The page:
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Date: 07 Feb 2014 14:45:00
Title: Season Seven - The Plan

January 6, 2014 - February 3, 2014

Hmmmm… it seems sort of silly and trivial to be typing up a plan for the season that does not include an ocean crossing, navigation of a difficult coastline or even a visit to an obscure country.  On the other hand, taking Harmonie home is kind of exciting - for us anyway.  Home as in the US, not Sodus Bay, Lake Ontario.  No, we've decided Harmonie is too much of a saltwater cruiser to ever force her bulk into the small (but still quaint and lovely!) freshwater ports of Lake Ontario again.  Besides, it's cold up there!  Instead, we'll stick to the East Coast and go as far north as Baltimore.  Well, maybe Baltimore.  We haven't completely decided yet.

So, the plan.
Yes, The Plan.  We'll launch Harmonie in Grenada, stay a bit in Prickly Bay, and then head north.
It's easy for us to say we are going to do this bit, since it's already been done.  We arrived in Grenada on January 6 after three flight cancelations, lots of delays, two unplanned overnight stays, a bus trip, and unexpected flights to Panama City and Trinidad.  What a nightmare!  All was forgotten though after our luggage (carrying bunches of boat parts) miraculously appeared in the Grenada airport a mere twenty minutes after we did (it traveled a direct route from Miami, whereas we took the more circular and scenic route from Miami to Panama to Trinidad to Grenada).  Still breathing giant sighs of relief, we found our taxi driver patiently waiting for us, armed with the papers needed for boat parts customs clearance.  Forty minutes later, after a bumpy ride through the dark, curvy roads of Grenada, we were sitting in the lovely warm and humid air surrounded by the sounds of tree frogs and surf, with a glass of white wine in our hands and a perfectly seared fresh tuna steak on the table in front of us at the cheap (a relative term in the Caribbean) and cheerful beach resort we chose to stay in for our first two nights in Grenada.  Ahhhhhhh, yes!  The Caribbean.

What followed was two weeks of boat work.  The boatyard did the worst of it, Don did the rest, and I did relatively little.  All in all, a good plan.  We arrived to find Harmonie in fine shape.  A big relief as we had never left her for so long (seven months).  There were no insect infestations, no water damage or leaks and no exploded cans of food - always a good sign (although there was a bit of excitement when the first can of tonic semi-exploded into a fountain of fizz when opened).  The yard workers had completely sanded down the bottom, removing all layers of bottom paint accumulated over the years (or at least we hope they did, since we didn't actually see the bottom at that point), and applied the four layers of primer epoxy necessary before the application of four layers of Coppercoat bottom paint.  We decided to essentially gold-plate the bottom this year with Coppercoat since the research says it should last as long as ten years, if applied properly.  Assuming that's true, the savings in haul-outs and bottom paint not needed in future years will make up for the mountain of cash paid this year.  The application was tricky.  The layers of Coppercoat must be applied wet-on-tacky, and the entire surface must not be exposed to water for at least 48 hours after painting.  This is slightly problematic while living on a boat in a boatyard in rainy Grenada.  The yard guys constructed a skirt of polyethylene around the hull to keep the rain from dripping down, and also attached a hose to the bilge pump outlet to keep the water we used aboard from streaming down the bottom.  While all this was going on, Don methodically checked all systems and installed all the pieces and parts carried down in our luggage as well as the bigger pieces and parts shipped down separately.  I polished the cockpit.  It looks darn good after two weeks of sporadic effort.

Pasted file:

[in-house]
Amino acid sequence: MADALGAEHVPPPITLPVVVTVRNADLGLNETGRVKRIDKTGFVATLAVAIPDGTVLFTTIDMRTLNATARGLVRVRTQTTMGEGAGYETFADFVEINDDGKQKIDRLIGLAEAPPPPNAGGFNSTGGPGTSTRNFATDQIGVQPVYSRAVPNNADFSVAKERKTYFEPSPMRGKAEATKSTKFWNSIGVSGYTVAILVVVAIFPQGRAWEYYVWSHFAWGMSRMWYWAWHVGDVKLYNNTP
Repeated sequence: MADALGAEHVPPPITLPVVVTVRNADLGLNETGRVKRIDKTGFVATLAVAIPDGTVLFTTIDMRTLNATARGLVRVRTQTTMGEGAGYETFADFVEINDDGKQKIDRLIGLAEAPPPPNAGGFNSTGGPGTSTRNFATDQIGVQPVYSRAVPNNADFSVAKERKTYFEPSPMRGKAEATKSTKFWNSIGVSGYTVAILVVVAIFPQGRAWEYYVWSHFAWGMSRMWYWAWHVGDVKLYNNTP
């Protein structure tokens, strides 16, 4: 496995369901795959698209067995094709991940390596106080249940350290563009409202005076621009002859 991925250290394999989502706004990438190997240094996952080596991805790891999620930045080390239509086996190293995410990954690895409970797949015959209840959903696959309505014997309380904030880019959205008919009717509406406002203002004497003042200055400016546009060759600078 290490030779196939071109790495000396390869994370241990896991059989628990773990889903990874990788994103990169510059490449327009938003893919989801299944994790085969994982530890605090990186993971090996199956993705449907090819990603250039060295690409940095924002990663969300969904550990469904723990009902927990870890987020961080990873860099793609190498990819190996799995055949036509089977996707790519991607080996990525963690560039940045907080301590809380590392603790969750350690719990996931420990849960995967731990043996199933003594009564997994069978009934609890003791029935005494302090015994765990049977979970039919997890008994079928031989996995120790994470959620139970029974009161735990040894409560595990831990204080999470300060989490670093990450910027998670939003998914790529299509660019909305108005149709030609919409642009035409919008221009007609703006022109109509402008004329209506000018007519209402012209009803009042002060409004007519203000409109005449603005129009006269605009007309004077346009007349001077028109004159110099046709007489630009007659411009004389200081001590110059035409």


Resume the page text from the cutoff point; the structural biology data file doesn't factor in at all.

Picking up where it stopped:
We launched with little fanfare on January 21, stayed one night on a rolly mooring near the boatyard, and sailed (mostly motored) a big 7 miles west from Grenada Marine in St. David's Bay to Prickly Bay.  A planned 7-day stay turned into 11 days as we swung around on anchor watching new and old world sailing boater friends arrive from points southeast (Africa), and northeast (Europe).  There was Taipan (Australians) and Contrails (American) and Sunflower (American).  Taipan having just arrived from Africa via St. Helena, Contrails from Africa via Trinidad last season and Sunflower from Africa last June.  Mr. Curly (British, and last seen by us in the Indian Ocean's Chagos) arrived from Africa after spending a season in Brazil.  Silver Fern (New Zealand) and Summer Wind (American) just arrived from the Mediterranean via the Canary Islands.  So, we couldn't leave Prickly for points north before properly meeting and greeting everyone, and in one case, celebrating Australia Day (think July 4th) in one marathon session aboard Taipan.  After last year's dearth of boater friends in the Caribbean, we were thrilled to be socializing nearly every night.  That's not to say boat work wasn't accomplished at the same time, of course.  Never fear, Don methodically checked all the systems that couldn't be checked while on land (generator, water maker, instruments, etc.), installed the rest of the pieces of parts, not the least of which were new membranes for the water maker (which is at this very moment happily converting lots of liters of salt water into fresh).  And I did…hmmm, what did I do?  Can't remember, but I'm sure it was important.